The Mathematical Institute, University of Oxford, Eprints Archive

Modelling affinity maturation in the immune system

Iber, D. (2001) Modelling affinity maturation in the immune system. Masters thesis, University of Oxford.



The affinity of antibody for antigen increases during an immune response. This is achieved by mutation of the genes encoding for the antibody and subsequent selection of the best binder. The process takes place in a special microenvironment, the germinal centre.

In this dissertation, a mathematical model is presented, which reproduces experimental data on the kinetics of this process and on the affinity maturation observed during the reaction. It further allows predictions to be made about parameters such as the selection rate of centrocytes and the recycling probability of selected centrocytes. Additionally it is shown that termination of somatic hypermutation several days before the end of the germinal centre reaction is beneficial for affinity maturation as is a start of memory cell formation well after the onset of somatic

Selection of B cells during the germinal centre reaction is based on antigen recognition and is believed to involve interaction of B cells with membrane bound antigen. It has been shown that such encounter of membrane bound antigen leads to a re-organisation of proteins and lipids such that raft lipids are accumulating in the contact zone. In a second project possible driving forces for such a lipid re-organisation are investigated and the analysis shows that the accumulation of a special lipid sort in the contact zone can be understood by their high affinity for proteins engaged in the contact zone. Interaction between lipids themselves has no positive impact on the accumulation of lipids in the contact zone and strong interactions between lipids may even prohibit the domain formation in the contact zone by the trapping of lipids in patches elsewhere on the cell surface.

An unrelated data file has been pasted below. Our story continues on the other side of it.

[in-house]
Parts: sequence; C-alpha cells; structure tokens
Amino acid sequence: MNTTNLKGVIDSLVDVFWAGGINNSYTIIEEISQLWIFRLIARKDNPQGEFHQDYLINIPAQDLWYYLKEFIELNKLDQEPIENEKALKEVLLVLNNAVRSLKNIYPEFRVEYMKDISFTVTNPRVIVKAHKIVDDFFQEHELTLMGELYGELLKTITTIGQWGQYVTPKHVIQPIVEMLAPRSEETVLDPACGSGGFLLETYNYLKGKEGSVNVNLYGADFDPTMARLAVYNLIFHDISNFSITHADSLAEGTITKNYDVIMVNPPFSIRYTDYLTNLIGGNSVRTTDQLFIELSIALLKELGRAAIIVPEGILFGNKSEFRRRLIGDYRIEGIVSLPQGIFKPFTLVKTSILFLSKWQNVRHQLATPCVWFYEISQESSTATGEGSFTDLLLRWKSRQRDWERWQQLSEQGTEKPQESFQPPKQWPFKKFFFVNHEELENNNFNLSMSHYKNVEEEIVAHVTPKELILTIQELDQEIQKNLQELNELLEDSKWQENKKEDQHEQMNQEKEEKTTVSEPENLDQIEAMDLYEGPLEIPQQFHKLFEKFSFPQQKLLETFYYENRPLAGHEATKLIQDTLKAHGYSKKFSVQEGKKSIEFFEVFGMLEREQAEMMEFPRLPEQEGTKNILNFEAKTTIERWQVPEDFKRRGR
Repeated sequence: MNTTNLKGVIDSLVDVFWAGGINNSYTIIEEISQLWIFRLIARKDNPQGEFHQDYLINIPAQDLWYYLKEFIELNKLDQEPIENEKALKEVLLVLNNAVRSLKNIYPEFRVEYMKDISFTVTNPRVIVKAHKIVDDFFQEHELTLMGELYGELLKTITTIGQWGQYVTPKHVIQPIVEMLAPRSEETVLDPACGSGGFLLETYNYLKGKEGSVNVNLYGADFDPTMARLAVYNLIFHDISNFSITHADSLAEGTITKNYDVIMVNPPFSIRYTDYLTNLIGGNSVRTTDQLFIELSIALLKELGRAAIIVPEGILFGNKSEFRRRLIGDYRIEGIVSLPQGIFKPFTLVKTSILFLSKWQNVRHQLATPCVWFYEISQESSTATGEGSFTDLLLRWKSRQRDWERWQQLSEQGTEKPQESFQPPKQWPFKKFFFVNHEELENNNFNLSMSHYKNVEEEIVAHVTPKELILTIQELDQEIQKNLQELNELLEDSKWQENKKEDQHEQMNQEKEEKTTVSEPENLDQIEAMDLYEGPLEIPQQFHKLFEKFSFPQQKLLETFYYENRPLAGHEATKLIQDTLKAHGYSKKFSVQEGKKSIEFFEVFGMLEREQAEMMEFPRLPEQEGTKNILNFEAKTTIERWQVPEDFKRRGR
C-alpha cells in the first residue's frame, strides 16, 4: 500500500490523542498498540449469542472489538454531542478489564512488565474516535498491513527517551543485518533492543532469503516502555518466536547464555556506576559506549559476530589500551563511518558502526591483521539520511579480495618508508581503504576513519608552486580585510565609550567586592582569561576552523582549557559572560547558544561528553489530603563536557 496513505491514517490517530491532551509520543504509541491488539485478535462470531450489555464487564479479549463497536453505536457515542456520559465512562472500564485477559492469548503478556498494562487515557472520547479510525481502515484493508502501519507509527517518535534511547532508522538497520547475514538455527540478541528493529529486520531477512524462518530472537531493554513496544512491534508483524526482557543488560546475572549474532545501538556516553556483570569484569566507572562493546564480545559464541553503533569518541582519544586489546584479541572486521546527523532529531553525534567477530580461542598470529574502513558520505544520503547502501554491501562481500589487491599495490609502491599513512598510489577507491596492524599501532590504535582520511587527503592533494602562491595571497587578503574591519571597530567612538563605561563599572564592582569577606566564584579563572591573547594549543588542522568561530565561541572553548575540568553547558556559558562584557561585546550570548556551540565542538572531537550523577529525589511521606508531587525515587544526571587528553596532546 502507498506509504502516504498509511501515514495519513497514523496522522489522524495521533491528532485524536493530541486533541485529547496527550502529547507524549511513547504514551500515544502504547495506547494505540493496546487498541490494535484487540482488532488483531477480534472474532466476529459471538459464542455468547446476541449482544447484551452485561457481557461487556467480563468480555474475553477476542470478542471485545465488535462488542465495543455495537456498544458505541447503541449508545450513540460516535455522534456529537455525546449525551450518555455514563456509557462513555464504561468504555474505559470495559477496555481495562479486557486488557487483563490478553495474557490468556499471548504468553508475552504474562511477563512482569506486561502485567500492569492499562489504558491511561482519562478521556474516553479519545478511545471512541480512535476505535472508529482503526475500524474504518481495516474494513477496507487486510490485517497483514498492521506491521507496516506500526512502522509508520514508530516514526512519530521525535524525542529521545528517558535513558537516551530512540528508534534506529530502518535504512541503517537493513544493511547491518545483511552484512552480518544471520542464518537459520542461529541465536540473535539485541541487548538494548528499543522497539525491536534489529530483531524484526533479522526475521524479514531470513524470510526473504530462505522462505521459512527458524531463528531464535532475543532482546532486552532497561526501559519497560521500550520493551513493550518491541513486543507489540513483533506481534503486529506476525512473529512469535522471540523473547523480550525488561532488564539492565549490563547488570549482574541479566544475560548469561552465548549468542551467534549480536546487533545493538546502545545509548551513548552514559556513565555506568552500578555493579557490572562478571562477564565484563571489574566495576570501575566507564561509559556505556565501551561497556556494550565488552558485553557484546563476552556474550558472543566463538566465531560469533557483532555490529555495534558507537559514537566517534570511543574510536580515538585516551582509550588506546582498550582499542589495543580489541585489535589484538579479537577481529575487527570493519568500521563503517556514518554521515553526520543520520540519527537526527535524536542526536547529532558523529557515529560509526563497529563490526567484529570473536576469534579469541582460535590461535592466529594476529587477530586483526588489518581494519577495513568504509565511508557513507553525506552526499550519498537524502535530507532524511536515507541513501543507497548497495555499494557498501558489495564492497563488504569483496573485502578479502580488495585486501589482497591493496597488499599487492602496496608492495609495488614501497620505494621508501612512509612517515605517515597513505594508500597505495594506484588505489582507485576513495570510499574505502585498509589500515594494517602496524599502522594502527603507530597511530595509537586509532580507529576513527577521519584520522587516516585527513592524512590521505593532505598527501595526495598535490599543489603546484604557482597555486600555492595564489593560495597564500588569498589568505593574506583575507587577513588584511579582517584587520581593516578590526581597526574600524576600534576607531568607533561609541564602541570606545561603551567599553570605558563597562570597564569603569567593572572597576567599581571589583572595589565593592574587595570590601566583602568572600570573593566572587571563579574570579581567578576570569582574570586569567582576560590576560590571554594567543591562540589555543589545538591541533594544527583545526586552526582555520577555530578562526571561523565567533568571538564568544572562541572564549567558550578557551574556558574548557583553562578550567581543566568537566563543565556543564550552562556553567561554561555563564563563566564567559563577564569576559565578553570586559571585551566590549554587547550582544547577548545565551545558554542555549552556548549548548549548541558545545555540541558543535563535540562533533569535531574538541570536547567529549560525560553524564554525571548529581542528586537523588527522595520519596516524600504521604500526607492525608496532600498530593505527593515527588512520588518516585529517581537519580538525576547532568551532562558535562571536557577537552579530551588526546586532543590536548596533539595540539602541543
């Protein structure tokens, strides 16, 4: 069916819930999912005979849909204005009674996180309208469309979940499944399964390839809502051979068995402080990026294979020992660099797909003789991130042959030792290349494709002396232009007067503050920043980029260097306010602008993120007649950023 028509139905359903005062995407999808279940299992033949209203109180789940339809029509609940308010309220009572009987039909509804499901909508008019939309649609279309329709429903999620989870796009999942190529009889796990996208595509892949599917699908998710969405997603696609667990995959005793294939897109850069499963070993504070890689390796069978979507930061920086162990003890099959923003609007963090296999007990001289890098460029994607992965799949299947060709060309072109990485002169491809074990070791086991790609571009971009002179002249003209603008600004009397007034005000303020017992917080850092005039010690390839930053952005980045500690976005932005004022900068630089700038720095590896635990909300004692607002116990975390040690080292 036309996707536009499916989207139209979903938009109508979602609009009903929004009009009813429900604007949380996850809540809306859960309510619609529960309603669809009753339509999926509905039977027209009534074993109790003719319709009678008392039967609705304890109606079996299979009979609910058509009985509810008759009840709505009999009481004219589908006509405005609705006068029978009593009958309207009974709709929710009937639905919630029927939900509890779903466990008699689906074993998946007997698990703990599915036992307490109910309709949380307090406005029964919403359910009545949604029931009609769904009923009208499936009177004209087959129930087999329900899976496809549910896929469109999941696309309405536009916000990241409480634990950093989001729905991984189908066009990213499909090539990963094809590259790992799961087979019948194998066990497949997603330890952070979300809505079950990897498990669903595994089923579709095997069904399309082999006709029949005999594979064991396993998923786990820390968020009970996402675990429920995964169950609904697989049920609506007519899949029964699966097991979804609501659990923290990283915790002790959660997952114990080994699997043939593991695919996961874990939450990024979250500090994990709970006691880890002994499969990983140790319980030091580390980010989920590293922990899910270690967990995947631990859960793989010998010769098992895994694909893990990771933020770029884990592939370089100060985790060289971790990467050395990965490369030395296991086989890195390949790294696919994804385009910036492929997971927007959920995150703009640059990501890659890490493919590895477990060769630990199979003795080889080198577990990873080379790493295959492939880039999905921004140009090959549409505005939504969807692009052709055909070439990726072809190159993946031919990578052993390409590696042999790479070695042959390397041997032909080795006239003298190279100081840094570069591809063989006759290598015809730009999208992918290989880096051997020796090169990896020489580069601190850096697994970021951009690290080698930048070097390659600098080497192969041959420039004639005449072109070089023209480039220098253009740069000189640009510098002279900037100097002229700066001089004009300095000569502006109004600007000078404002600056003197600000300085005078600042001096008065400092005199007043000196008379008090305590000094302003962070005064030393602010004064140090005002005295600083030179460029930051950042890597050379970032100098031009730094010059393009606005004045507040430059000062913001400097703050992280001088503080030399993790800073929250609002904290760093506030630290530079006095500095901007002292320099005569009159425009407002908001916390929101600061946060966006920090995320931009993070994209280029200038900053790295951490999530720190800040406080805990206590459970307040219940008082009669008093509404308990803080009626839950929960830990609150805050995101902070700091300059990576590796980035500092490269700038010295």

Item Type:Thesis (Masters)
Subjects:A - C > Biology and other natural sciences
O - Z > Ordinary differential equations
H - N > Numerical analysis
Research Groups:Oxford Centre for Industrial and Applied Mathematics
Centre for Mathematical Biology
ID Code:21
Deposited By: Eprints Administrator
Deposited On:05 Mar 2004
Last Modified:29 May 2015 18:15

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